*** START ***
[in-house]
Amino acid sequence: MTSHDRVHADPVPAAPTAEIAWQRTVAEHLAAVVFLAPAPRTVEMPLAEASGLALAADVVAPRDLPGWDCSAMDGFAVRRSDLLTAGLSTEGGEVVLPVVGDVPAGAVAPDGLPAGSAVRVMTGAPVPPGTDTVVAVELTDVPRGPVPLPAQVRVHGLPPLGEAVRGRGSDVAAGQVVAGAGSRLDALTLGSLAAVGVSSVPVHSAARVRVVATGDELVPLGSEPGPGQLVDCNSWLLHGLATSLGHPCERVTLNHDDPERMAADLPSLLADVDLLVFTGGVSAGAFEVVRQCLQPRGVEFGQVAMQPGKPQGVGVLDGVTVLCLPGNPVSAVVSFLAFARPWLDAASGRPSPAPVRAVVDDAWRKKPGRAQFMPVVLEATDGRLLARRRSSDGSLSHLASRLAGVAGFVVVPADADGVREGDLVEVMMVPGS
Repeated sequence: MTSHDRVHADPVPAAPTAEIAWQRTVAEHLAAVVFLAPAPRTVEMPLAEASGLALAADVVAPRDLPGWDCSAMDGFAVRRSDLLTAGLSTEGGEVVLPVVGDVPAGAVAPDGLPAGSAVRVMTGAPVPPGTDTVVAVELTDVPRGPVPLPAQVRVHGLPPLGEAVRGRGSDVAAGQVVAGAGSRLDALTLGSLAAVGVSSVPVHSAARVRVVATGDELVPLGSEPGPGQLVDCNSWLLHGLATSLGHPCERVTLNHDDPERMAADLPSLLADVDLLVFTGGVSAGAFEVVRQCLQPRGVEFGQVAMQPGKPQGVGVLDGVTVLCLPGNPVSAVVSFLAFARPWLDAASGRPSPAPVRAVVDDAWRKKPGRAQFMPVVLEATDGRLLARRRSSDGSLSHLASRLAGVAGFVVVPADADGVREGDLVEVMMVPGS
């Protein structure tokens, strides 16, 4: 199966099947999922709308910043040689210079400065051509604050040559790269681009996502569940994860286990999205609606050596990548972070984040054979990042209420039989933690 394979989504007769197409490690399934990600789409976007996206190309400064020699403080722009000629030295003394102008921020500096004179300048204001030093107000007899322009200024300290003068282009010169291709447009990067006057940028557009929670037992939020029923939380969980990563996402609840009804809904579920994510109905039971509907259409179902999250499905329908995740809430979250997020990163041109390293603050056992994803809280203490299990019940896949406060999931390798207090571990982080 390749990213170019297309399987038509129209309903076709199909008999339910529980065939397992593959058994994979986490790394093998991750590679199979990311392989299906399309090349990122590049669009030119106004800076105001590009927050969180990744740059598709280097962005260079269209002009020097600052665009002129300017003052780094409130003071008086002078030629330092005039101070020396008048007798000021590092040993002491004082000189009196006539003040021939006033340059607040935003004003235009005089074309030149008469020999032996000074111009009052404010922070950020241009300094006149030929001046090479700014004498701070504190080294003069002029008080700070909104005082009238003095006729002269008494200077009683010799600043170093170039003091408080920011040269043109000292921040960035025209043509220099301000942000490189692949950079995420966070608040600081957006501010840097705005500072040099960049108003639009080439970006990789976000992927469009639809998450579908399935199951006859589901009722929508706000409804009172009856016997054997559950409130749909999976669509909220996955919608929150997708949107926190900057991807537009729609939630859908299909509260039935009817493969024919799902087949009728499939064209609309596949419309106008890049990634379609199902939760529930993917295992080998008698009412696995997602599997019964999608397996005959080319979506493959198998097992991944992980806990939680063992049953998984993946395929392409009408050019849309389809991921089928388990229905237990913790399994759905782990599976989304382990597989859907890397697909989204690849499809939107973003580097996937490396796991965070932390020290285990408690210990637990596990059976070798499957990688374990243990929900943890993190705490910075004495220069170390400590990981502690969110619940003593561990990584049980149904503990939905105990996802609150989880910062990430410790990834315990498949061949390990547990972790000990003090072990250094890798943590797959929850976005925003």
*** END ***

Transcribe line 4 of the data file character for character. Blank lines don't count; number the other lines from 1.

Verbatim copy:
């Protein structure tokens, strides 16, 4: 199966099947999922709308910043040689210079400065051509604050040559790269681009996502569940994860286990999205609606050596990548972070984040054979990042209420039989933690 394979989504007769197409490690399934990600789409976007996206190309400064020699403080722009000629030295003394102008921020500096004179300048204001030093107000007899322009200024300290003068282009010169291709447009990067006057940028557009929670037992939020029923939380969980990563996402609840009804809904579920994510109905039971509907259409179902999250499905329908995740809430979250997020990163041109390293603050056992994803809280203490299990019940896949406060999931390798207090571990982080 390749990213170019297309399987038509129209309903076709199909008999339910529980065939397992593959058994994979986490790394093998991750590679199979990311392989299906399309090349990122590049669009030119106004800076105001590009927050969180990744740059598709280097962005260079269209002009020097600052665009002129300017003052780094409130003071008086002078030629330092005039101070020396008048007798000021590092040993002491004082000189009196006539003040021939006033340059607040935003004003235009005089074309030149008469020999032996000074111009009052404010922070950020241009300094006149030929001046090479700014004498701070504190080294003069002029008080700070909104005082009238003095006729002269008494200077009683010799600043170093170039003091408080920011040269043109000292921040960035025209043509220099301000942000490189692949950079995420966070608040600081957006501010840097705005500072040099960049108003639009080439970006990789976000992927469009639809998450579908399935199951006859589901009722929508706000409804009172009856016997054997559950409130749909999976669509909220996955919608929150997708949107926190900057991807537009729609939630859908299909509260039935009817493969024919799902087949009728499939064209609309596949419309106008890049990634379609199902939760529930993917295992080998008698009412696995997602599997019964999608397996005959080319979506493959198998097992991944992980806990939680063992049953998984993946395929392409009408050019849309389809991921089928388990229905237990913790399994759905782990599976989304382990597989859907890397697909989204690849499809939107973003580097996937490396796991965070932390020290285990408690210990637990596990059976070798499957990688374990243990929900943890993190705490910075004495220069170390400590990981502690969110619940003593561990990584049980149904503990939905105990996802609150989880910062990430410790990834315990498949061949390990547990972790000990003090072990250094890798943590797959929850976005925003």